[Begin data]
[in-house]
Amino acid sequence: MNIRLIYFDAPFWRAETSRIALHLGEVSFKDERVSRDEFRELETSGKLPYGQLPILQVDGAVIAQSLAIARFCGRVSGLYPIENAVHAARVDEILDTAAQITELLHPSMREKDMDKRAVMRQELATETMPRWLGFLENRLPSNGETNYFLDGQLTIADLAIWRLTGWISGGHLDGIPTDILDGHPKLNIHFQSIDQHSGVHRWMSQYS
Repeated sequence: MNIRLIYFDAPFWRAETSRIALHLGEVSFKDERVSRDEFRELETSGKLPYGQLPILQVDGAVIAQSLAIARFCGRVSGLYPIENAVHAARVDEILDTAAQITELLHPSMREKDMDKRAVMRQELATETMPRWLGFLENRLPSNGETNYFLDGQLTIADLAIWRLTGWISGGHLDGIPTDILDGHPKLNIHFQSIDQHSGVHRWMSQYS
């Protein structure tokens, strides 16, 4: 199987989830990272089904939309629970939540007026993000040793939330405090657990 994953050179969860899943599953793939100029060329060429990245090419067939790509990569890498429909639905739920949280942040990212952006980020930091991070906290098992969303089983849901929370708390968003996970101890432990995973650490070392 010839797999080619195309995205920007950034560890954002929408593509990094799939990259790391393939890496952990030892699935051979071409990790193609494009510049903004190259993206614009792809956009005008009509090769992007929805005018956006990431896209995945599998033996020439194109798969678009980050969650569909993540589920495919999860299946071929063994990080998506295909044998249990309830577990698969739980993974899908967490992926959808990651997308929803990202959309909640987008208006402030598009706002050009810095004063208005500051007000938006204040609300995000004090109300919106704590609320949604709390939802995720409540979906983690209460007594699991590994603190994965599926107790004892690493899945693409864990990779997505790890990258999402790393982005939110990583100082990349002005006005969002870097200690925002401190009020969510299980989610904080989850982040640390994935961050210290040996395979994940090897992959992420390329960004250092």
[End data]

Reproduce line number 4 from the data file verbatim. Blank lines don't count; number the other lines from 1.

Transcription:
């Protein structure tokens, strides 16, 4: 199987989830990272089904939309629970939540007026993000040793939330405090657990 994953050179969860899943599953793939100029060329060429990245090419067939790509990569890498429909639905739920949280942040990212952006980020930091991070906290098992969303089983849901929370708390968003996970101890432990995973650490070392 010839797999080619195309995205920007950034560890954002929408593509990094799939990259790391393939890496952990030892699935051979071409990790193609494009510049903004190259993206614009792809956009005008009509090769992007929805005018956006990431896209995945599998033996020439194109798969678009980050969650569909993540589920495919999860299946071929063994990080998506295909044998249990309830577990698969739980993974899908967490992926959808990651997308929803990202959309909640987008208006402030598009706002050009810095004063208005500051007000938006204040609300995000004090109300919106704590609320949604709390939802995720409540979906983690209460007594699991590994603190994965599926107790004892690493899945693409864990990779997505790890990258999402790393982005939110990583100082990349002005006005969002870097200690925002401190009020969510299980989610904080989850982040640390994935961050210290040996395979994940090897992959992420390329960004250092």